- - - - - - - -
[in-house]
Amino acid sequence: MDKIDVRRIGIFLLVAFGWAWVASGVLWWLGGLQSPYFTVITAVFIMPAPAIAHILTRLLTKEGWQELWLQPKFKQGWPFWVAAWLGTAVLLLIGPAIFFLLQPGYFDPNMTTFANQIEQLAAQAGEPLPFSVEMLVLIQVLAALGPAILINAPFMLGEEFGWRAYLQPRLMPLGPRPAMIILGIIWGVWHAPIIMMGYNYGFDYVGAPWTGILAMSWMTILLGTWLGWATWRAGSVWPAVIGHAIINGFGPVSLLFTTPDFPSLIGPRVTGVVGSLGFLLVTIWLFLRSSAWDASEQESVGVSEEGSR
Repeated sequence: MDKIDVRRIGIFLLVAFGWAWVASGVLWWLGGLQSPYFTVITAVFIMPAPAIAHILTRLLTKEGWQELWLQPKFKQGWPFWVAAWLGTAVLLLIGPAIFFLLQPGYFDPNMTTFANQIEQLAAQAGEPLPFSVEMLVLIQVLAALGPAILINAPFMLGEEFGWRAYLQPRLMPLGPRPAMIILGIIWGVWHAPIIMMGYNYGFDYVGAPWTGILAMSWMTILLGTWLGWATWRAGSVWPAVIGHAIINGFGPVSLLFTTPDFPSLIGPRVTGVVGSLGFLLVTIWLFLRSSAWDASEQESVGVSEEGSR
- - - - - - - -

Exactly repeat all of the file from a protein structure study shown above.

[in-house]
Amino acid sequence: MDKIDVRRIGIFLLVAFGWAWVASGVLWWLGGLQSPYFTVITAVFIMPAPAIAHILTRLLTKEGWQELWLQPKFKQGWPFWVAAWLGTAVLLLIGPAIFFLLQPGYFDPNMTTFANQIEQLAAQAGEPLPFSVEMLVLIQVLAALGPAILINAPFMLGEEFGWRAYLQPRLMPLGPRPAMIILGIIWGVWHAPIIMMGYNYGFDYVGAPWTGILAMSWMTILLGTWLGWATWRAGSVWPAVIGHAIINGFGPVSLLFTTPDFPSLIGPRVTGVVGSLGFLLVTIWLFLRSSAWDASEQESVGVSEEGSR
Repeated sequence: MDKIDVRRIGIFLLVAFGWAWVASGVLWWLGGLQSPYFTVITAVFIMPAPAIAHILTRLLTKEGWQELWLQPKFKQGWPFWVAAWLGTAVLLLIGPAIFFLLQPGYFDPNMTTFANQIEQLAAQAGEPLPFSVEMLVLIQVLAALGPAILINAPFMLGEEFGWRAYLQPRLMPLGPRPAMIILGIIWGVWHAPIIMMGYNYGFDYVGAPWTGILAMSWMTILLGTWLGWATWRAGSVWPAVIGHAIINGFGPVSLLFTTPDFPSLIGPRVTGVVGSLGFLLVTIWLFLRSSAWDASEQESVGVSEEGSR